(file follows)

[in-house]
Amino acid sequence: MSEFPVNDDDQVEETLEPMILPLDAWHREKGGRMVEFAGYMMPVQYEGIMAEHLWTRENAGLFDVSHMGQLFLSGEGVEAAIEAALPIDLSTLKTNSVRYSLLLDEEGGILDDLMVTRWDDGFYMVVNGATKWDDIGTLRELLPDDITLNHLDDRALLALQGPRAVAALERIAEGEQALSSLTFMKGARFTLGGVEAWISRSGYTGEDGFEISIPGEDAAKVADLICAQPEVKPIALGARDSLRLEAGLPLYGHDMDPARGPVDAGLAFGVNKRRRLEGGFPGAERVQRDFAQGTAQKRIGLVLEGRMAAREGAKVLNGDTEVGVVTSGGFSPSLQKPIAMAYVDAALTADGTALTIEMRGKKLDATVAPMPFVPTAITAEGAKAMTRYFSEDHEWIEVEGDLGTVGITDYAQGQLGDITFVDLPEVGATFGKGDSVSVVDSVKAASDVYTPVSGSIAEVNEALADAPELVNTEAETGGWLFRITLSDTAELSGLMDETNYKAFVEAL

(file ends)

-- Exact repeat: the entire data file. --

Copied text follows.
[in-house]
Amino acid sequence: MSEFPVNDDDQVEETLEPMILPLDAWHREKGGRMVEFAGYMMPVQYEGIMAEHLWTRENAGLFDVSHMGQLFLSGEGVEAAIEAALPIDLSTLKTNSVRYSLLLDEEGGILDDLMVTRWDDGFYMVVNGATKWDDIGTLRELLPDDITLNHLDDRALLALQGPRAVAALERIAEGEQALSSLTFMKGARFTLGGVEAWISRSGYTGEDGFEISIPGEDAAKVADLICAQPEVKPIALGARDSLRLEAGLPLYGHDMDPARGPVDAGLAFGVNKRRRLEGGFPGAERVQRDFAQGTAQKRIGLVLEGRMAAREGAKVLNGDTEVGVVTSGGFSPSLQKPIAMAYVDAALTADGTALTIEMRGKKLDATVAPMPFVPTAITAEGAKAMTRYFSEDHEWIEVEGDLGTVGITDYAQGQLGDITFVDLPEVGATFGKGDSVSVVDSVKAASDVYTPVSGSIAEVNEALADAPELVNTEAETGGWLFRITLSDTAELSGLMDETNYKAFVEAL